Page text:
ORENBURG, September 26 (RIA Novosti) - Venezuela's state oil and natural gas company PDVSA will hold a controlling stake in an oil and gas consortium to be set up with Russia, Russia's energy minister said on Friday.
Sergei Shmatko said the consortium, to be created by next spring, will include Russian producers Gazprom, Rosneft, TNK-BP, Surgutneftegaz and LUKoil, and that investment from the Russian companies would total tens of millions of dollars.
"I think formal issues on setting it up will be concluded by next spring at the latest," Shmatko said.
He said the two countries' energy ministries had signed a memorandum pledging to draft an intergovernmental agreement on the consortium in the near future.
Alexei Miller, CEO of Russian energy giant Gazprom, said on Friday his company would be the operator of the consortium, which will have its headquarters in Caracas.
Miller also said Gazprom and Petroleos de Venezuela, S.A. (PDVSA) will jointly work in third countries, including Bolivia.
Venezuelan President Hugo Chavez is currently on a visit to Russia. He met with Prime Minister Vladimir Putin on Thursday evening near Moscow and with President Dmitry Medvedev in Orenburg on Friday.
Venezuela is a major purchaser of Russian weapons and hardware. In 2005-2006, the country ordered weaponry from Russia worth $3.4 billion, including 24 Su-30MK2V Flanker fighters, Tor-M1 air defense missile systems, Mi-17B multi-role helicopters, Mi-35 Hind E attack helicopters and Mi-26 Halo heavy transport helicopters.
The two countries have also prioritized cooperation in the energy and mining sectors. State-run Gazprom, the country's largest independent oil producer LUKoil, Russian-British joint oil venture TNK-BP, aluminum giant RusAl and a number of other companies are active on the Venezuelan market.
Russian energy companies signed cooperation agreements with Venezuela's state oil and gas company as part of Hugo Chavez's last visit to Russia in July.
Venezuela is one of the world's largest oil producing states, with about 87 billion barrels of proven conventional oil reserves. In addition, it has huge non-conventional oil deposits (heavy oil). Most of these deposits are located in the Orinoco oil belt.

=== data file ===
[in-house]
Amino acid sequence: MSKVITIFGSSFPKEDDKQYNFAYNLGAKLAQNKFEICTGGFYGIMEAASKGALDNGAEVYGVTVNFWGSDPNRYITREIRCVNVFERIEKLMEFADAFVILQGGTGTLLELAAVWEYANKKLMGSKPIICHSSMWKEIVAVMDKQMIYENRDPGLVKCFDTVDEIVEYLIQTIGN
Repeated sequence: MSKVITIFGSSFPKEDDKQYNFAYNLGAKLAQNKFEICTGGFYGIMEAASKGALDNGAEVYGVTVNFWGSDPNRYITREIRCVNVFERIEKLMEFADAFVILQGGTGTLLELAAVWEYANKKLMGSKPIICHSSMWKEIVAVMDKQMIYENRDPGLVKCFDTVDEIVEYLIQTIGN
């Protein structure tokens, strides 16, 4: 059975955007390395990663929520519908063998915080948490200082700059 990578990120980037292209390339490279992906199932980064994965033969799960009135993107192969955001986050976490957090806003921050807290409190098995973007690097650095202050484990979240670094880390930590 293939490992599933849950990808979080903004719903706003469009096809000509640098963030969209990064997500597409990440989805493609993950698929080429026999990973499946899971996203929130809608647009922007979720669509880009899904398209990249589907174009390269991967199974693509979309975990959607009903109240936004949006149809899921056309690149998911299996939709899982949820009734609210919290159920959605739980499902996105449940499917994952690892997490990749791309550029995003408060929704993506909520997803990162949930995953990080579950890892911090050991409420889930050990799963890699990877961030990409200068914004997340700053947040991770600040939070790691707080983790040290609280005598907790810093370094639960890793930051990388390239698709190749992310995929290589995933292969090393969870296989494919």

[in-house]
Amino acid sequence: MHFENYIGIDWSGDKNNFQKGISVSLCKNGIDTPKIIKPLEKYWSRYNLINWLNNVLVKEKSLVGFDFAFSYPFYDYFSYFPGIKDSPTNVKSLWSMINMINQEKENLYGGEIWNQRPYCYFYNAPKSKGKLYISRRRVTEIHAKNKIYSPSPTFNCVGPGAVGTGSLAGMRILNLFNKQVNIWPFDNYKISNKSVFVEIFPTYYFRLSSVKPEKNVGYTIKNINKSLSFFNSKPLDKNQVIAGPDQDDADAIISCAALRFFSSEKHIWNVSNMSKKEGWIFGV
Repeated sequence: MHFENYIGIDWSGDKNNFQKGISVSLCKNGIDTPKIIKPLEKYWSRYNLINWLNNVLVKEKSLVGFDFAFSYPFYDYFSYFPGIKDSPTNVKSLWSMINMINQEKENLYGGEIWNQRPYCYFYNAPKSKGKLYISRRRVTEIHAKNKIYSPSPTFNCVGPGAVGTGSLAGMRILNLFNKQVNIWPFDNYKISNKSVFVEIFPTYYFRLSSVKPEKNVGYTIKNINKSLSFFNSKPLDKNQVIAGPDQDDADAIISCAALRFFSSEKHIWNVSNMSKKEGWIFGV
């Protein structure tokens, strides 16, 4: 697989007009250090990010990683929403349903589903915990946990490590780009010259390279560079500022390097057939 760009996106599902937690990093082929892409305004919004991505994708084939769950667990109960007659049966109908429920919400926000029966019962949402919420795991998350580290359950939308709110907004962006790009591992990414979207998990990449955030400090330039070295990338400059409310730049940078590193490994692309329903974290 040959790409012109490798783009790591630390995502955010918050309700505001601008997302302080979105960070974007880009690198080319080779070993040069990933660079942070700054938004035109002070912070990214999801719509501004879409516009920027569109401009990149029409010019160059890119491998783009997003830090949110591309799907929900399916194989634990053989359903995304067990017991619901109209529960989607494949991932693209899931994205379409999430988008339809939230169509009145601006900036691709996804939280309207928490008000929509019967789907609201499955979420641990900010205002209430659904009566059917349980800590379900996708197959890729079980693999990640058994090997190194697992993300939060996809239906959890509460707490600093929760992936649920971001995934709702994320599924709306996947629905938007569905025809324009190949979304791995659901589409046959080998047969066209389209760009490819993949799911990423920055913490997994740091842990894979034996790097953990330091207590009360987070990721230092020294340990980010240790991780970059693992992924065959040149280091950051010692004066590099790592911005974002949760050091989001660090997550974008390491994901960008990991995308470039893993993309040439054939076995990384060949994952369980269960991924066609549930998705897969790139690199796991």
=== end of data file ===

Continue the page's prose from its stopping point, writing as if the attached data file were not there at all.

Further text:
Miller also told journalists that presidents Medvedev and Chavez discussed plans to set up an international natural gas cartel, but did not give further details.
The idea of creating a cartel of gas producer countries has long been considered by exporter states. However, no specific agreements were reached on the issue at April's forum of gas producer states in Qatar.
After the presidents' talks, Russian Energy Minister Sergei Shmatko also said Gazprom could start drilling work in the Gulf of Venezuela in October, adding that such cooperation would benefit both sides, as Venezuela has no previous experience of working on the shelf on its own.
Putin said on Thursday at his meeting with Chavez that Gazprom planned to launch a drilling unit in the Gulf of Venezuela in late October.
In September 2005, Gazprom won a tender to prospect and develop natural gas deposits in the Gulf of Venezuela, receiving licenses for the Urumaco-1 and Urumaco-2 blocks. Estimated reserves of natural gas are about 100 billion cubic meters.
In line with tender terms, the Russian energy giant set up the UrdanetaGazprom-1 and UrdanetaGazprom-2 companies, which took up the functions of operators. The first stage of geological prospecting work was completed in May 2007.